Asia markets pare losses as China returns to work but sentiment jittery: STI down 0.6%

Pedestrians wearing masks reflected in a stock market indicator display board in Tokyo on Feb 3, 2020.
Pedestrians wearing masks reflected in a stock market indicator display board in Tokyo on Feb 3, 2020.PHOTO: EPA-EFE

SYDNEY (REUTERS, BLOOMBERG) - Asian shares pared early losses on Monday (Feb 10) as Chinese authorities lifted some coronavirus-related restrictions on work and travel, helping businesses resume work though overall sentiment was still jittery as the death toll from the epidemic climbed.

More than 900 people have so far died in China’s central Hubei province as of Sunday with most of the new deaths in the provincial capital of Wuhan, the epicentre of the outbreak.

To contain the spread, China’s government had ordered lockdowns, cancelled flights and shut schools in many cities. But on Monday, workers began trickling back to offices and factories though a large number of workplaces remain closed and many white-collar workers will continue to work from home.

Japan’s Nikkei was off 0.5 per cent, after earlier stumbling more than 0.8 per cent, while benchmarks in South Korea and Australia pared losses to trade down 0.7 per cent and 0.1 per cent respectively.

China’s Shanghai Composite Index which was earlier the only Asian benchmark  in the black, reversed course and was down 0.4 per cent. Hong Kong's Hang Seng index was off 0.8 per cent.

Singapore's Straits Times Index, which sank 1.3 per cent after the market opened, was down 17.72 points or 0.6 per cent at 3,163.76 by the midday break.

On Friday, Singapore raised its coronavirus alert level and reported more cases not linked to previous infections or travel to China.

“Markets have turned around a bit reflecting the news that Chinese businesses were returning to work,” said James McGlew, analyst at stockbroker Argonaut.

“Overall, I think, there is still a concern out there that the impact from the coronavirus hasn’t been fully quantified,” he added. “Today’s (easing of restrictions) seems to be more of a symbolic gesture rather than the government actually being on top of the situation with this virus.”

The outbreak has killed more people than the Sars epidemic did globally in 2002/2003. The virus has also spread to at least 27 countries and territories, infecting more than 330 people.

Worries about the hit to the world's second-largest economy has hurt investor risk appetite though confidence in China's ability to contain the epidemic has prevented sharp losses.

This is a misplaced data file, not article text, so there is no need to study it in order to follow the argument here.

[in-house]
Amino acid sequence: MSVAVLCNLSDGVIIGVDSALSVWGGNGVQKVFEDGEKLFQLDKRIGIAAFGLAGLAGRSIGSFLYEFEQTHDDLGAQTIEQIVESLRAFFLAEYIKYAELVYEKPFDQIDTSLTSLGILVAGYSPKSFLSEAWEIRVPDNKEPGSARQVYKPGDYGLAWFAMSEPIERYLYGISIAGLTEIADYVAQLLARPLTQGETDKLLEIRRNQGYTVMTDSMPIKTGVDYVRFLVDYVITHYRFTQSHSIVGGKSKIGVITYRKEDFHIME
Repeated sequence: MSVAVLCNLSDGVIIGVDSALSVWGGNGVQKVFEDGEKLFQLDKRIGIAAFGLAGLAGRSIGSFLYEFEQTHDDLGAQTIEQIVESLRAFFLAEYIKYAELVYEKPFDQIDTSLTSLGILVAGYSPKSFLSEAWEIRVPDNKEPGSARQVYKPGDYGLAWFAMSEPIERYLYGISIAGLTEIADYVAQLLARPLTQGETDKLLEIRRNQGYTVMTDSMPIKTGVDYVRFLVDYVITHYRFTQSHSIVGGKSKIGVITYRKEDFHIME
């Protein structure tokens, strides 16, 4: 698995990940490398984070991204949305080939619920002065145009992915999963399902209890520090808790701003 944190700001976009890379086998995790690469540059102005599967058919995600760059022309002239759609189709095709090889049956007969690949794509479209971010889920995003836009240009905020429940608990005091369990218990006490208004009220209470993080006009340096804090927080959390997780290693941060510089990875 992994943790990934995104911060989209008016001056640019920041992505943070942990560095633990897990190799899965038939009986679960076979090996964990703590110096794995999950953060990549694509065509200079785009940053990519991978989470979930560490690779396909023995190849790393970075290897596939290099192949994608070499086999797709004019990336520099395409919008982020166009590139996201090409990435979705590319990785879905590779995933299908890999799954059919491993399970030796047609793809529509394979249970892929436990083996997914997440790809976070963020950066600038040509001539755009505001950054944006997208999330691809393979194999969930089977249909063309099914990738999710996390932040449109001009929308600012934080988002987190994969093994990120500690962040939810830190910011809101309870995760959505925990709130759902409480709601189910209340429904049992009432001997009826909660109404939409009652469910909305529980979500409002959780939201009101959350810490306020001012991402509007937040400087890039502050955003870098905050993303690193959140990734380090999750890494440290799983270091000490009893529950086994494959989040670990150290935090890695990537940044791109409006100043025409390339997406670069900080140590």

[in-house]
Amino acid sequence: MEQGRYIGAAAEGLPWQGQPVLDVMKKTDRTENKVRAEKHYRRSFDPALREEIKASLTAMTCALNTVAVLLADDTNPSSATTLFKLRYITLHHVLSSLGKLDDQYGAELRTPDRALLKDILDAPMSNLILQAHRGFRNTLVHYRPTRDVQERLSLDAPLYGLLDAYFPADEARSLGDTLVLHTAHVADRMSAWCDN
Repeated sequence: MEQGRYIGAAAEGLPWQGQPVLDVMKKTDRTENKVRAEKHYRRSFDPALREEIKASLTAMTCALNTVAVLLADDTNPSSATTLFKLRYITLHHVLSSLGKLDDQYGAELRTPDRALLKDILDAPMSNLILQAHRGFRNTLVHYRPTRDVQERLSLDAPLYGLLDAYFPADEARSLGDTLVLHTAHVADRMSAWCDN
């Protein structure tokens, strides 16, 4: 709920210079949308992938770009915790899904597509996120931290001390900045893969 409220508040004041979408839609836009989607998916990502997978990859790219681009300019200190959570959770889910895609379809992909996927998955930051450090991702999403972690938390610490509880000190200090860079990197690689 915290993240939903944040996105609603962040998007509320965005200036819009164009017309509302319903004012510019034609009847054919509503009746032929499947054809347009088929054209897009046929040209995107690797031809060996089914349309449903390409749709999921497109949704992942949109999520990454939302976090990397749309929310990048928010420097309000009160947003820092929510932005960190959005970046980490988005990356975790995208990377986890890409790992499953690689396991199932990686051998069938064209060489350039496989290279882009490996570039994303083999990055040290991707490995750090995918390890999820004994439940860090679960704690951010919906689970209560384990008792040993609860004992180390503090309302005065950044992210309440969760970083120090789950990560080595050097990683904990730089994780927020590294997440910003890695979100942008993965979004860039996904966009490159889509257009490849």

China's central bank has taken a raft of measures to support the economy, including reducing interest rates and flushing the market with liquidity. From Monday, it will provide special funds for banks to re-lend to businesses working to combat the virus.

Monday’s losses in Asia extended from Wall Street on Friday where the Dow fell 0.9 per cent, the S&P 500 declined 0.5 per cent while the Nasdaq dropped 0.5 per cent. E-mini futures for S&P 500 reversed early losses on Monday to be up 0.1 per cent.

“Expect markets to be sensitive to virus headlines. In this environment, we favour defensive positioning,” ANZ economists wrote in a note.

China’s central bank has taken a raft of measures to support the economy, including reducing interest rates and flushing the market with liquidity. From Monday, it will provide special funds for banks to re-lend to businesses working to combat the virus.

Despite the measures, analysts expect the world economy to take a hit from an expected slowdown in China.

“For now, our best guess is that the economic disruption related to the coronavirus will cost the world economy over US$280 billion in the first quarter of this year,” Capital Economics said in a note on Friday.

“If we’re right, then this will mean that global (economic output) will not grow in quarter on quarter terms for the first time since 2009.”

The dollar reversed losses against the yen to be up 0.1 per cent at 109.84.

The Australian dollar, considered a liquid proxy for China plays, also jumped 0.5 per cent to US$0.6706 after briefly hitting an 11-year low of US$0.6679. It fell 0.2 per cent last week to clock its six straight weekly loss.

That left the dollar index flat at 98.647.

In commodities, brent crude futures gave up losses to be up 17 cents at US$54.64 a barrel while US crude futures added 8 cents to US$50.4 a barrel.

Since Jan 17, oil prices have fallen by 14 per cent while copper has is down around 10 per cent.

US gold futures were flat at US$1,573.3 an ounce.